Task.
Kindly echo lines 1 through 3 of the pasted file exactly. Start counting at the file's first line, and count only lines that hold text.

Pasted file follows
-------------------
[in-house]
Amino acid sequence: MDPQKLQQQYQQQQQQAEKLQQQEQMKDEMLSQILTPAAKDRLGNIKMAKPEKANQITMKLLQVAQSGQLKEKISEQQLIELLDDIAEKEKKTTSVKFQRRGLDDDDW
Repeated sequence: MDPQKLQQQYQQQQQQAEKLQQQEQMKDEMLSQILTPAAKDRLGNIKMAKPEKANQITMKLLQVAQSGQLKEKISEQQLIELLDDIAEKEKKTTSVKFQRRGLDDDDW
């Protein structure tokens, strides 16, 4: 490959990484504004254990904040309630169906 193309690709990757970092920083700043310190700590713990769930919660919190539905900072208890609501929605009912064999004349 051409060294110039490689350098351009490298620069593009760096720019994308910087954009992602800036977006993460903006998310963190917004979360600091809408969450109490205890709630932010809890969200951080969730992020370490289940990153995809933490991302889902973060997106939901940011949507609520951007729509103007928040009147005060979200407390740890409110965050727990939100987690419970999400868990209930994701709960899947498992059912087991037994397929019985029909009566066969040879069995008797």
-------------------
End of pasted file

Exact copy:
[in-house]
Amino acid sequence: MDPQKLQQQYQQQQQQAEKLQQQEQMKDEMLSQILTPAAKDRLGNIKMAKPEKANQITMKLLQVAQSGQLKEKISEQQLIELLDDIAEKEKKTTSVKFQRRGLDDDDW
Repeated sequence: MDPQKLQQQYQQQQQQAEKLQQQEQMKDEMLSQILTPAAKDRLGNIKMAKPEKANQITMKLLQVAQSGQLKEKISEQQLIELLDDIAEKEKKTTSVKFQRRGLDDDDW